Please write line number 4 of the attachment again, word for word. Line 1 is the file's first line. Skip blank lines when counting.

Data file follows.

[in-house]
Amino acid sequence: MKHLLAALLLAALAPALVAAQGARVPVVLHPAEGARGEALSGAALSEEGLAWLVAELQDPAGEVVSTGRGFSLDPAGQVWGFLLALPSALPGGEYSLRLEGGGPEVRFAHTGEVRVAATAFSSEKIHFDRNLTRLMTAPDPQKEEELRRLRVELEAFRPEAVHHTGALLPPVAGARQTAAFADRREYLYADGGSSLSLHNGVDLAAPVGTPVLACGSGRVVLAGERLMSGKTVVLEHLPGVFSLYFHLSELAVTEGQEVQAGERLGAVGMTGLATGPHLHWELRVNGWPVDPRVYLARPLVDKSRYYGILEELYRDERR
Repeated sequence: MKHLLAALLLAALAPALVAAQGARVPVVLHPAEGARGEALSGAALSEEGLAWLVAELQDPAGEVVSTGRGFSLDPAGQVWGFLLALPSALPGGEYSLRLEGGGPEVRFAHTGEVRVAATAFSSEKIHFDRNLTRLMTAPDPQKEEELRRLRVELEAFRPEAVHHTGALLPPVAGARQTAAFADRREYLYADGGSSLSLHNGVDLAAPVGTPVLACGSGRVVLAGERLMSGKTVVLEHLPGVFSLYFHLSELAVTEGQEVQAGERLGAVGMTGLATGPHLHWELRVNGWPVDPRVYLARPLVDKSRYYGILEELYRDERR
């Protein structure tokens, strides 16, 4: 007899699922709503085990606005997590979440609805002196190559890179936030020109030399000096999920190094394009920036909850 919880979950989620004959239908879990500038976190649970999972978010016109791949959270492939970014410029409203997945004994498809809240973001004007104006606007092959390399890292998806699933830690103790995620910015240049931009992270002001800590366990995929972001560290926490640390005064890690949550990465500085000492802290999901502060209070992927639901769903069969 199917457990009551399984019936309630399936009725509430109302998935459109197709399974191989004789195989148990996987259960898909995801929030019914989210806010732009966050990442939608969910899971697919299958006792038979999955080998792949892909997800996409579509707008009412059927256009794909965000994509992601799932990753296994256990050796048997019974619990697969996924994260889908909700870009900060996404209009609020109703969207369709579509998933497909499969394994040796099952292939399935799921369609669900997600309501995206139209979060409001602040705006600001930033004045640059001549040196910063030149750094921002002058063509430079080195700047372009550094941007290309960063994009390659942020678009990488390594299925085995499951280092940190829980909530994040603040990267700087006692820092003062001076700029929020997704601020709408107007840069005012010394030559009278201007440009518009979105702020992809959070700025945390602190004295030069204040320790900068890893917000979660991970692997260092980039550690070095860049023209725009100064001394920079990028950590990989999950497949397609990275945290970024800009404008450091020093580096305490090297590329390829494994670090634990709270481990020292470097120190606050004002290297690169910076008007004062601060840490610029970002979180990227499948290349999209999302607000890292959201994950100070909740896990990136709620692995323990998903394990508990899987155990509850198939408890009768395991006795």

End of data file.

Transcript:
């Protein structure tokens, strides 16, 4: 007899699922709503085990606005997590979440609805002196190559890179936030020109030399000096999920190094394009920036909850 919880979950989620004959239908879990500038976190649970999972978010016109791949959270492939970014410029409203997945004994498809809240973001004007104006606007092959390399890292998806699933830690103790995620910015240049931009992270002001800590366990995929972001560290926490640390005064890690949550990465500085000492802290999901502060209070992927639901769903069969 199917457990009551399984019936309630399936009725509430109302998935459109197709399974191989004789195989148990996987259960898909995801929030019914989210806010732009966050990442939608969910899971697919299958006792038979999955080998792949892909997800996409579509707008009412059927256009794909965000994509992601799932990753296994256990050796048997019974619990697969996924994260889908909700870009900060996404209009609020109703969207369709579509998933497909499969394994040796099952292939399935799921369609669900997600309501995206139209979060409001602040705006600001930033004045640059001549040196910063030149750094921002002058063509430079080195700047372009550094941007290309960063994009390659942020678009990488390594299925085995499951280092940190829980909530994040603040990267700087006692820092003062001076700029929020997704601020709408107007840069005012010394030559009278201007440009518009979105702020992809959070700025945390602190004295030069204040320790900068890893917000979660991970692997260092980039550690070095860049023209725009100064001394920079990028950590990989999950497949397609990275945290970024800009404008450091020093580096305490090297590329390829494994670090634990709270481990020292470097120190606050004002290297690169910076008007004062601060840490610029970002979180990227499948290349999209999302607000890292959201994950100070909740896990990136709620692995323990998903394990508990899987155990509850198939408890009768395991006795």